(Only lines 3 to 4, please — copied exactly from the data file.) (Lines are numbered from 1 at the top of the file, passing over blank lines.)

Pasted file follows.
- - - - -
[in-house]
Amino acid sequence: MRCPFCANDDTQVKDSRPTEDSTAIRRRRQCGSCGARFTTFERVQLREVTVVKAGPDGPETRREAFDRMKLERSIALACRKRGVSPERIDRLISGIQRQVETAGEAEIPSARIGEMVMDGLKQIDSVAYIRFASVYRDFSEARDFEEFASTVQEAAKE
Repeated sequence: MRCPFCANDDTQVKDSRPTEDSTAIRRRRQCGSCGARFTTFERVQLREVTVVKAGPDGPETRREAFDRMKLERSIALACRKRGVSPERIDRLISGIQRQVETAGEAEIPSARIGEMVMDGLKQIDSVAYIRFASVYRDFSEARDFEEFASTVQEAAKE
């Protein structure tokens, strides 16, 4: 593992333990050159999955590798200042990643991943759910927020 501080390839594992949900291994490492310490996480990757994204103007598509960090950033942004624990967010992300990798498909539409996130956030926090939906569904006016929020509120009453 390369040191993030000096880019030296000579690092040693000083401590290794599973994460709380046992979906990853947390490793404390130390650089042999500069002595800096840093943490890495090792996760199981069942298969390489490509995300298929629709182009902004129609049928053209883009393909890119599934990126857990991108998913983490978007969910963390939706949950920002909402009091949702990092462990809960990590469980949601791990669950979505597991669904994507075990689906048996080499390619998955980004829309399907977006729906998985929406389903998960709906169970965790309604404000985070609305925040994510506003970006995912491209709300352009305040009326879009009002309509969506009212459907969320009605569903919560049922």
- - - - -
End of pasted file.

Repeated sequence: MRCPFCANDDTQVKDSRPTEDSTAIRRRRQCGSCGARFTTFERVQLREVTVVKAGPDGPETRREAFDRMKLERSIALACRKRGVSPERIDRLISGIQRQVETAGEAEIPSARIGEMVMDGLKQIDSVAYIRFASVYRDFSEARDFEEFASTVQEAAKE
């Protein structure tokens, strides 16, 4: 593992333990050159999955590798200042990643991943759910927020 501080390839594992949900291994490492310490996480990757994204103007598509960090950033942004624990967010992300990798498909539409996130956030926090939906569904006016929020509120009453 390369040191993030000096880019030296000579690092040693000083401590290794599973994460709380046992979906990853947390490793404390130390650089042999500069002595800096840093943490890495090792996760199981069942298969390489490509995300298929629709182009902004129609049928053209883009393909890119599934990126857990991108998913983490978007969910963390939706949950920002909402009091949702990092462990809960990590469980949601791990669950979505597991669904994507075990689906048996080499390619998955980004829309399907977006729906998985929406389903998960709906169970965790309604404000985070609305925040994510506003970006995912491209709300352009305040009326879009009002309509969506009212459907969320009605569903919560049922």